Portraits: Africa's fading monarchs – Weidinger was initially inspired by the late 19th and early 20th century photographs taken of African tribal leaders and kings. However, Weidinger decided to leave the composition to chance.
Fo Sikam Happi V. de Bana, Bamileke, Cameroon
Portraits: Africa's fading monarchs – "I never arrange ... never! I just ask them what they want to do and then I photograph them the way they want to be shown," says Weidinger.
Fon Ndofoa Zofoa III of Babungo, Cameroon
Portraits: Africa's fading monarchs – "If they like to be shown with ministers, they're there in the image. If they like to be shown with their wives, they are there. I don't move them around. This is the reason why every image is more or less different in terms of style, because it's their style."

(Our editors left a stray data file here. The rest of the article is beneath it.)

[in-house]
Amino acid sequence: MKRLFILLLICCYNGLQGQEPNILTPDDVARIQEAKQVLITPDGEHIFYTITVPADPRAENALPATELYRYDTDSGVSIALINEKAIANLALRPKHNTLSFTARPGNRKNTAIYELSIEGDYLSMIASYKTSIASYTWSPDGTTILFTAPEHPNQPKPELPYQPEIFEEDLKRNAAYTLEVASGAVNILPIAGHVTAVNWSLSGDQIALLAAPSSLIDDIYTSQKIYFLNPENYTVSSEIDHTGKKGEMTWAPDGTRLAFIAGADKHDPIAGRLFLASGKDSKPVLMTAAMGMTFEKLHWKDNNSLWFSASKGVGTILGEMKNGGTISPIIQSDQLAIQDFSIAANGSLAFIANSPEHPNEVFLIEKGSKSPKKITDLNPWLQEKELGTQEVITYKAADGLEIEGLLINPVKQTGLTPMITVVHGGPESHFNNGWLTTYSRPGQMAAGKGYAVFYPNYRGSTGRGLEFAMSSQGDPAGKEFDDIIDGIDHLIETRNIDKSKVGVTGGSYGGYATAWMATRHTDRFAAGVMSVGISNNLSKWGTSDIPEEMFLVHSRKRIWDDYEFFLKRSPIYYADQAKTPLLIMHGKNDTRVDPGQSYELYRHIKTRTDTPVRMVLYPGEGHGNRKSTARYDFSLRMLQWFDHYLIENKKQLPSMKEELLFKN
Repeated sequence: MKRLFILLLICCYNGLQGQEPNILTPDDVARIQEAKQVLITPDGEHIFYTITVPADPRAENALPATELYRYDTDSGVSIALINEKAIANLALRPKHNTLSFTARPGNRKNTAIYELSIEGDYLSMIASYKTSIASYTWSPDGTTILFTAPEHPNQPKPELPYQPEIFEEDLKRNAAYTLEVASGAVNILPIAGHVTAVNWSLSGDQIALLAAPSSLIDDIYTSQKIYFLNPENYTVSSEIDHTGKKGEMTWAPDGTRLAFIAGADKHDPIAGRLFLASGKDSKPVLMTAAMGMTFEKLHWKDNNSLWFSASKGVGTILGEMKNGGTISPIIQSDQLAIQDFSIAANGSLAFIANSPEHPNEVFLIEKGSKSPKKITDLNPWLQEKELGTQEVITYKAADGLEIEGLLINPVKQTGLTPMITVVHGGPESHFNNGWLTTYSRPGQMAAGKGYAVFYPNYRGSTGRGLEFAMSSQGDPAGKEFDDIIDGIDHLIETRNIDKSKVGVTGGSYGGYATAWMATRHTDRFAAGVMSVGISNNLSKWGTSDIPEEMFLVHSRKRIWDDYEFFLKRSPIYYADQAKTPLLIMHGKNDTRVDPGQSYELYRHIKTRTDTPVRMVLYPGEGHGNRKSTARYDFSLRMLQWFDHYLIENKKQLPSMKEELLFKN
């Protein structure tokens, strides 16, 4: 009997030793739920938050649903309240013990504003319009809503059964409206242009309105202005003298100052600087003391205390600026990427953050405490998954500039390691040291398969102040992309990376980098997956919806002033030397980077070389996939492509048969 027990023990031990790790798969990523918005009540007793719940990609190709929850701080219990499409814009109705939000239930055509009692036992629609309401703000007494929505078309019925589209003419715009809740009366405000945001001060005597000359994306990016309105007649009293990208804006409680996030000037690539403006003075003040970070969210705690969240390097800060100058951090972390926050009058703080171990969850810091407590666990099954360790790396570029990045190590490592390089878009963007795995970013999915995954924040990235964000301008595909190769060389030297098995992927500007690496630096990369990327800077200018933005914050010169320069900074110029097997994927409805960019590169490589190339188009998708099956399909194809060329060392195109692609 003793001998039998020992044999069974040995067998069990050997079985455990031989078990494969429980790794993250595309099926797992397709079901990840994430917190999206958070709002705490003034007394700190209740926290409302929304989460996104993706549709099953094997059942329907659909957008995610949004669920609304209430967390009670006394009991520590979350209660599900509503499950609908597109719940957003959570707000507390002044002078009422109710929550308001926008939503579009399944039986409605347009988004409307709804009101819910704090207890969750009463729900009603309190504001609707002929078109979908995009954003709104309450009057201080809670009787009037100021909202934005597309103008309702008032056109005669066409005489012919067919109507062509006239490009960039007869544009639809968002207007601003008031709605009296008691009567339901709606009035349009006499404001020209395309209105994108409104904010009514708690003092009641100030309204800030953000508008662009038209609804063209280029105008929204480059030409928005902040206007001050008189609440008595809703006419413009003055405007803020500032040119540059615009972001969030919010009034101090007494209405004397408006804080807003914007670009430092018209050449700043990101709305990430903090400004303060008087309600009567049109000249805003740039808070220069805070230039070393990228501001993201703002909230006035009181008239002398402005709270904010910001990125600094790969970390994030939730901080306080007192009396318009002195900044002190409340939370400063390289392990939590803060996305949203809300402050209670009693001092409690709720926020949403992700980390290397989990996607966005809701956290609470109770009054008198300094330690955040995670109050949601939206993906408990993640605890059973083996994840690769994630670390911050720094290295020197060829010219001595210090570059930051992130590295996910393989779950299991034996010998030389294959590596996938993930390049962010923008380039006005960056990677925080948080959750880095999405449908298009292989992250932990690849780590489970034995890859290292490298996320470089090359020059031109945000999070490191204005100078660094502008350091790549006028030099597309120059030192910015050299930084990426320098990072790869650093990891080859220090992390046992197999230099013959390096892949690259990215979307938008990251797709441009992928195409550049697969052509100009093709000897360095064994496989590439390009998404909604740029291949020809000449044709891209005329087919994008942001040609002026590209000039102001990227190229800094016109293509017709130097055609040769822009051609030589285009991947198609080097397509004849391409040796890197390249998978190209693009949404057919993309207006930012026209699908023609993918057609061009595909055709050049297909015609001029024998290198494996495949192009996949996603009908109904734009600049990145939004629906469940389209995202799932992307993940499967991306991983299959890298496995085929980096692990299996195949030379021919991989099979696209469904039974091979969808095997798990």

Alhadji Abba Mahamat Moussa, Cameroon
Portraits: Africa's fading monarchs – A standout moment was meeting the 'female king' Sarauniya Ajima, pictured, in Lougou, Niger. She has refused to be photographed in the past, but relented to let Weidinger take her picture.
"She's allowed to talk to people but nobody is allowed to see her. She comes out of her house only two times a week."
Sarauniya Aljima, Lougou, Niger
Portraits: Africa's fading monarchs – Finding kings to photograph has proven quite tough, says Weidinger. There is no definitive guide that lists all the African monarchies and tribes. To find their location, Weidinger has to depend on the knowledge of locals.
Kan Iya, Obiré, Province of Poni, Burkina Faso.
Portraits: Africa's fading monarchs – One of the best resources for tracking down royals, says Weidinger, was taxi drivers.
"I have a very good network of drivers," he admits.
"They became kind of assistants."
Nana Kwasi Asampong II, Biakoye, Ghana, 2012